DJI, a maker of civilian drones and aerial imaging technology, said it has strengthened its role in drone industry safety by committing to install airplane and helicopter detectors in new consumer drones. The move is part of a 10-point plan to ensure the world’s skies remain safe in the drone era, the company said.

All new DJI drone models released after January 1, 2020 that weigh more than 250 grams will include AirSense technology, which receives ADS-B signals from nearby airplanes and helicopters and warns drone pilots if they appear to be on a collision course. The company says this will be the largest single deployment of ADS-B collision awareness technology to date, and sets a new standard by putting professional-grade aviation safety technology in drones available to everyone.

AirSense can detect airplanes and helicopters from miles away, farther than a drone pilot can hear or see them, and displays their locations on the screen of the pilot’s remote controller. It has previously been available only on some professional-grade DJI drones.

According to the company, DJI’s AirSense commitment is the first of 10 points in “Elevating Safety,” its new plan for how DJI, other drone manufacturers, and government officials around the world can maintain drones’ admirable safety record.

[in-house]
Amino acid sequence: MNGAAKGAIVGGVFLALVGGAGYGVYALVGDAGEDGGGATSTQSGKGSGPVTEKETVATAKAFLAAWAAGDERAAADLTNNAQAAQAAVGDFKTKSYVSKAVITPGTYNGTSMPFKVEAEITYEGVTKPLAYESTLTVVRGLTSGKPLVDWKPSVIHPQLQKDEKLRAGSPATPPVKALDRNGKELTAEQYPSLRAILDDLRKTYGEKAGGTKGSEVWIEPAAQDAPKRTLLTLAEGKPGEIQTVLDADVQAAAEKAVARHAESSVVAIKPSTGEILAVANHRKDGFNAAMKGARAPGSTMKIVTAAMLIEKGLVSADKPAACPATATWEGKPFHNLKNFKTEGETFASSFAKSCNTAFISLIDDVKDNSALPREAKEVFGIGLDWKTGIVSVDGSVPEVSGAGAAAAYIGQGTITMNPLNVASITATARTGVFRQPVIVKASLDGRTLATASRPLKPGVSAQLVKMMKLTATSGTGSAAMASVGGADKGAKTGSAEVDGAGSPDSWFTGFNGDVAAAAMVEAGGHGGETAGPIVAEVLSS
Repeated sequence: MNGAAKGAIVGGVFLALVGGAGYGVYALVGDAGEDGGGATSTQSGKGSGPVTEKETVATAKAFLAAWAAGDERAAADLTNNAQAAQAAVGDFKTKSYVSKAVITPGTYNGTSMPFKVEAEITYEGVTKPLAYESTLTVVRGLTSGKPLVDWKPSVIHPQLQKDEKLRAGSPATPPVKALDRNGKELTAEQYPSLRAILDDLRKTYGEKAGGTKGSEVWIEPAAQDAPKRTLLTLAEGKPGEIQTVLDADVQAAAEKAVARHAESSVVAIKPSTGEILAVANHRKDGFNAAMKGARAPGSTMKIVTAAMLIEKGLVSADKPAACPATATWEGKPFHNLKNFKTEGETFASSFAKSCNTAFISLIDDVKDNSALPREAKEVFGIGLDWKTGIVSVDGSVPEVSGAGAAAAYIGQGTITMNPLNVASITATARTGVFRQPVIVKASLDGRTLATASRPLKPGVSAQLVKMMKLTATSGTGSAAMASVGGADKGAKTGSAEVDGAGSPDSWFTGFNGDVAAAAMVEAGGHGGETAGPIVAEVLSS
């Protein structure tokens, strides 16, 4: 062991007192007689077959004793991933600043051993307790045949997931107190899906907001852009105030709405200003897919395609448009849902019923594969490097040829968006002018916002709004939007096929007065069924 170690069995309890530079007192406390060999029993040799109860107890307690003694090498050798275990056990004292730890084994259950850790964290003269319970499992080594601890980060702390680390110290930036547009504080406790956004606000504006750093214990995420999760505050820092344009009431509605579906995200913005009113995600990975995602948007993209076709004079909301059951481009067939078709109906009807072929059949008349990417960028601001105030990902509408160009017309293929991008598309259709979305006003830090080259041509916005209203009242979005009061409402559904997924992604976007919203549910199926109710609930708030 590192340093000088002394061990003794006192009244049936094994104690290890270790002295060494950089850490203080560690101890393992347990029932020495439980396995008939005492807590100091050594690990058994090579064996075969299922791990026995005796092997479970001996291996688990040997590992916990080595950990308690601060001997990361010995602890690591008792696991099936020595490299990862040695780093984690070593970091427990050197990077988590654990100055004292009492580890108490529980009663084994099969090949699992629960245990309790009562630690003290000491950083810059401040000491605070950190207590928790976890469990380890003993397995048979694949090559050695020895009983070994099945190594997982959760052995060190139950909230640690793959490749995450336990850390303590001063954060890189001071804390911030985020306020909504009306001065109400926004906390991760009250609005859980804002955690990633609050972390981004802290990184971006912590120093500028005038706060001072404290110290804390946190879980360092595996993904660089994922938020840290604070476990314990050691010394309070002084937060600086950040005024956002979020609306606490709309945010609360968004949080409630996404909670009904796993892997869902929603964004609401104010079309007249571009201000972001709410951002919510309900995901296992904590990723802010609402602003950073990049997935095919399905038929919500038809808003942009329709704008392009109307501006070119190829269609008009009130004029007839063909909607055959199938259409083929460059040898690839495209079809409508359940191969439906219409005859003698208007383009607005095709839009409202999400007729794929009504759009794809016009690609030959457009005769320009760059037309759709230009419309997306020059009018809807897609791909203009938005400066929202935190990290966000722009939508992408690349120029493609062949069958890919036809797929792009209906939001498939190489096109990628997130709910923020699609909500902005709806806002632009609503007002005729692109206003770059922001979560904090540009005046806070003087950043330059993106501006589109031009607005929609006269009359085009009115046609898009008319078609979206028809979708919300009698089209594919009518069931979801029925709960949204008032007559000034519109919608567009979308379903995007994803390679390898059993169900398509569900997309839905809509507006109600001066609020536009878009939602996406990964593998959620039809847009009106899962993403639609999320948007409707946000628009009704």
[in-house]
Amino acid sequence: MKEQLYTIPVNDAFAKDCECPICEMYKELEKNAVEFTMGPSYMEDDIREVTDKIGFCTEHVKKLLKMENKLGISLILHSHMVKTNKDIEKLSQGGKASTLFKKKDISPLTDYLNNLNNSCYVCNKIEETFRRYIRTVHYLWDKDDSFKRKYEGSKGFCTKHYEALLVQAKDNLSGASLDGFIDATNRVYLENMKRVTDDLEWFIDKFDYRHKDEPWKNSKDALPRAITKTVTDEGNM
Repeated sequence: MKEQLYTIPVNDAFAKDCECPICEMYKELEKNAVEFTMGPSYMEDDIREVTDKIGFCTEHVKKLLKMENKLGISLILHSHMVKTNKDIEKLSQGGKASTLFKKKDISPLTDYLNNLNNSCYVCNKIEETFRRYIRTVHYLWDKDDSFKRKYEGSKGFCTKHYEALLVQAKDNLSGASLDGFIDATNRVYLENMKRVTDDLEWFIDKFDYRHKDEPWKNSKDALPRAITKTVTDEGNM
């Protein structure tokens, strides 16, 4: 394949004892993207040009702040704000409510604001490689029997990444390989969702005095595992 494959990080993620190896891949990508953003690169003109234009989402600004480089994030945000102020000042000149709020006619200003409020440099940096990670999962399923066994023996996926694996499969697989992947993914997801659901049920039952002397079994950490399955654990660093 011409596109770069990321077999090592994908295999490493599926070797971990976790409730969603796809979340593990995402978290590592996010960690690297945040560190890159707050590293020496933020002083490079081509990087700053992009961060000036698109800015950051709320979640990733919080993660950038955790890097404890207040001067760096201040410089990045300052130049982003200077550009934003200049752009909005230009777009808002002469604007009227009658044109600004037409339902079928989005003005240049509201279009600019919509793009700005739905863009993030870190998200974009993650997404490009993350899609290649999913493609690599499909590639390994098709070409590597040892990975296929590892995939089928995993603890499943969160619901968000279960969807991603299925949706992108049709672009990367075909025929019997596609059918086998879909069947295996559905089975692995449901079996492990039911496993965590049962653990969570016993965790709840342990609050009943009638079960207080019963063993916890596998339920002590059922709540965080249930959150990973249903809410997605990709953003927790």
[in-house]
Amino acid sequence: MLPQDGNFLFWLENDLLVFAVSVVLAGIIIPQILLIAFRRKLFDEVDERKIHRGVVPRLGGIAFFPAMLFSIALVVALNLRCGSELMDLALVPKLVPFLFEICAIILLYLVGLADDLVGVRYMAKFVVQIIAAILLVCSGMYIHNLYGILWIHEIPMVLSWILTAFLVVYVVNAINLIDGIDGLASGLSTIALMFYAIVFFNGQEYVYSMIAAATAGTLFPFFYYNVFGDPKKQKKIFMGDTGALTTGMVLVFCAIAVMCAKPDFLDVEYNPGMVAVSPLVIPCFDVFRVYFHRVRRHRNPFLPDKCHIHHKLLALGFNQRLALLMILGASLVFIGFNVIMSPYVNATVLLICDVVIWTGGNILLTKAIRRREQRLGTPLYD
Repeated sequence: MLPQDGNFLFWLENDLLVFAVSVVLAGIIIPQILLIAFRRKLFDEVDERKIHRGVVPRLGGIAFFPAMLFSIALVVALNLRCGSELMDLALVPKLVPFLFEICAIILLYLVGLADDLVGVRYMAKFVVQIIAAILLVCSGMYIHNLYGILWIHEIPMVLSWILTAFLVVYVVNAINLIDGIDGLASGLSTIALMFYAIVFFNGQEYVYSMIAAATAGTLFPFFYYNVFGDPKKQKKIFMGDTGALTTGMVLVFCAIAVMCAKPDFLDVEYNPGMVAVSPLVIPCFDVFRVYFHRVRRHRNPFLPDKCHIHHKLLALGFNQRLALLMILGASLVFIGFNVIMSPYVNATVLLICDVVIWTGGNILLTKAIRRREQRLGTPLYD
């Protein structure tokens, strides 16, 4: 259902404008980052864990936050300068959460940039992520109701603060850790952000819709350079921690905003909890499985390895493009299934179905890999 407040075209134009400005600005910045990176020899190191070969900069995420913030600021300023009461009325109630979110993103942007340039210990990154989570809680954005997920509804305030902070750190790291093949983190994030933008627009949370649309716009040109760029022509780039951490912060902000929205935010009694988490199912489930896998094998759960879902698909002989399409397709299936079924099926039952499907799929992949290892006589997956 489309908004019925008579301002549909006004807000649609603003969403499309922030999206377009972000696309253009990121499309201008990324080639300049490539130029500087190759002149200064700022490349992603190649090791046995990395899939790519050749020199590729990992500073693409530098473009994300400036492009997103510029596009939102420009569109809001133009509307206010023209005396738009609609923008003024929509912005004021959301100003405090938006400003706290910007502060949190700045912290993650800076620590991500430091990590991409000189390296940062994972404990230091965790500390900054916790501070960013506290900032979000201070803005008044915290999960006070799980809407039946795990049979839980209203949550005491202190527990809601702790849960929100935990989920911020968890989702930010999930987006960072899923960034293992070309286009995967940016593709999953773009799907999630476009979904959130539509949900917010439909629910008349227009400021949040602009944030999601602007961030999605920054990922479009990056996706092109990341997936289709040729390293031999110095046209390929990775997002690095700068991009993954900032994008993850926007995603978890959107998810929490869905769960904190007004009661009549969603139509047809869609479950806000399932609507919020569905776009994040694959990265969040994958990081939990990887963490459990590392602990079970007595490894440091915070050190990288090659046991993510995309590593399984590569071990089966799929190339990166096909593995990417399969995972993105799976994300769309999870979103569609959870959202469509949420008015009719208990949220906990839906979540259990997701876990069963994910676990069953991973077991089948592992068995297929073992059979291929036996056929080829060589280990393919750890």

The 10 points are:

    DJI will install ADS-B receivers in all new drones above 250 grams

    DJI will develop a new automatic warning for drone pilots flying at extended distances

    DJI will establish an internal Safety Standards Group to meet regulatory and customer expectations

    Aviation industry groups must develop standards for reporting drone incidents

    All drone manufacturers should install geofencing and remote identification

    Governments must require remote identification

    Governments must require a user-friendly knowledge test for new drone pilots

    Governments must clearly designate sensitive restriction areas

    Local authorities must be allowed to respond to drone threats that are clear and serious

    Governments must increase enforcement of laws against unsafe drone operation

The company continued, stating “Elevating Safety” is based on a comprehensive evaluation of available drone safety data, which concludes that most drone incident data collected by government regulators is misleading or useless, and shows that many media accounts of midair drone incidents are false or unproven.

“When the public, media and regulators focus on outrageous incidents that did not occur, it draws attention away from risks that are less sensational but more prevalent,” said Brendan Schulman, DJI vice president for Policy & Legal Affairs.. “There has never been a confirmed collision between a drone and an airplane, but drones have struck low-flying helicopters at least twice. This led us to focus on AirSense as the next opportunity to make drones safer, and to embrace the challenge of adding ADS-B receivers to consumer drone models that are already in development.”

DJI’s schedule to add the ADS-B receivers aligns with the FAA’s upcoming requirement for essentially all airplanes and helicopters to be equipped with ADS-B transmitters in controlled airspace, starting January 1, 2020.